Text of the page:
Assuming that the next block is a mixture of black and white levels, AND gate 15 is energized through OR gate 14 to change the state of flip-flop 18, and then flip-flop 28 through AND gate 38 and OR gate 27. Similarly, a two-bit counter 29 is activated by the "1" output of flip-flop 28 to produce a pulse of the two-bit duration on the output circuit of the flip-flop 28, the pulse being recognized as a code indicating "11" and translated into a code "10" by decoder 47. The code "10" indicates that the block now in the shift register is a mixture of binary bits of black and white level and transmitted through OR gate 35 to a receiver station. A flip-flop 30 having its set terminal coupled to the output of flip-flop 28 produces a "1" output at the trailing edge of the code "11" from flip-flop 28 to energize a 16-bit counter 31 which counts the modem clocks. After the counting, the flip-flop 30 is reset by the counter 31. Therefore, the flip-flop 30 retains its set condition for the period of 16 bits of modem clocks. Modem clocks on terminal 45d are thus passed through AND gate 32 during this period and applied on lead 71 to the OR gate 10 as shift pulses to deliver the stored binary bits from the shift register 11 at the modem clock rate through lead 72 to AND gate 33 which remains energized during the same period by the enable signal from flip-flop 30. The gated signal is transmitted through modem 46 to the receiver station preceded by the above-mentioned code "10" . Therefore, while the sixteen bits of binary levels are being delivered from the shift register 11, the next sixteen bits of information are transferred thereto from the buffer memory 2 at the modem clock rate.
At the start of each line scanning, a synchronizing pulse is produced and transmitted to the receiver station as described above. While the sync pulse is being transmitted, an image signal of the scanned line is loaded into the buffer memory 2 by the read-in clocks on terminal 1a. If the full-line signal is entirely at the white level, the detector 3 produces a full-line white signal at the trailing edge of the sync pulse applied on lead 63 and inhibits AND gates 19, 36, 22, 37, 26, and 38, and energizes AND gate 40 to change the state of flip-flop 43 by way of OR gate 42. The flip-flop 43 again produces an output immediately after the trailing edge of the sync pulse and energizes the counter 44 to count a predetermined number of modem clocks applied on terminal 45a, the predetermined number being any number to permit the output pulse to be recognized as a full-line white signal. In this embodiment, the full-line white signal has the same pulse length as the sync pulse and appears at the trailing edge of the preceding sync pulse (FIG. 2).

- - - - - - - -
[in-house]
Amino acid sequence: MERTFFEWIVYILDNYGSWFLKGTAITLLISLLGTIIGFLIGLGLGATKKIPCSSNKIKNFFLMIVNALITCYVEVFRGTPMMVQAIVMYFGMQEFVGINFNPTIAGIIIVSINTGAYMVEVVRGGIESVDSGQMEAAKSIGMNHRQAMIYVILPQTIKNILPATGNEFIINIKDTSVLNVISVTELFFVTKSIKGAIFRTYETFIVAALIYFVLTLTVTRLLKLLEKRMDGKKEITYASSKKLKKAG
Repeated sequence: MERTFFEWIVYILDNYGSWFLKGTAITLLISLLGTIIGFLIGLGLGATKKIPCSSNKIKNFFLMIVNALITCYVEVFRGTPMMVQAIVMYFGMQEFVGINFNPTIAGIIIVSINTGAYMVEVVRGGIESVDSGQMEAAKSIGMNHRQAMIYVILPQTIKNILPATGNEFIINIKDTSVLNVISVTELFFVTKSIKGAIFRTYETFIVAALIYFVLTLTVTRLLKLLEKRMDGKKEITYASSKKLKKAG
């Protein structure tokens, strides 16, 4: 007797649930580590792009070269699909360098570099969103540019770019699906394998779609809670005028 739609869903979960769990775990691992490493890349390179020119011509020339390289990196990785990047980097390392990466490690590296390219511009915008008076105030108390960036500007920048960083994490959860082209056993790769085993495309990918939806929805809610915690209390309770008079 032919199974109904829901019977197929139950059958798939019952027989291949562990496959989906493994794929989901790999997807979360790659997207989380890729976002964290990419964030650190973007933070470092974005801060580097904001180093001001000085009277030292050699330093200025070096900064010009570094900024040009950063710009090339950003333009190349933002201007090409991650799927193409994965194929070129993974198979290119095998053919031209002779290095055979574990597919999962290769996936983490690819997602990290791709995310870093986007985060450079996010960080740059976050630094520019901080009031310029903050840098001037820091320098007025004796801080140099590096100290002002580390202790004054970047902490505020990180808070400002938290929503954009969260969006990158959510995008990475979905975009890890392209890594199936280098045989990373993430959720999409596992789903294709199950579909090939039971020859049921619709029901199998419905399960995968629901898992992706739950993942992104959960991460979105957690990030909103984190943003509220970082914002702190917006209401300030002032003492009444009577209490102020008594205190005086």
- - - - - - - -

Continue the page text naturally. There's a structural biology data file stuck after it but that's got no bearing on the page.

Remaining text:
A 2048-bit counter 41 is connected to the shift register 11 so that it counts the number of shift pulses passed on lead 73 and, at 2048 bits of a instant the full-line signal are transmitted, the counter 41 applies a line end signal to flip-flop 50 to apply a synch-transmit signal to the flip-flop 43. The flip-flop 50 restores its normal state by a reset pulse supplied from AND gate 34 when the last code of the line path is transmitted so that the next sync pulse is produced. While flip-flop 50 was under the set condition, the "0" output terminal thereof provides an inhibit signal to AND gates 9, 15, 13, and 12.
AND gates 22 and 26 are for passing the full-block black and black-and-white signals, respectively, to the flip-flops 24 and 28 when these signals appear immediately following a pulse.
Since the procedure at the receiver station is the inverse of that at the transmitter station, the operation of the corresponding is similar to that described above.
The foregoing description shows only preferred embodiment of the present invention. Various modifications are apparent to those skilled in the art without departing from the scope of the present invention which is only limited by the appended claims. Therefore, the embodiment shown and described are only illustrative, not restrictive.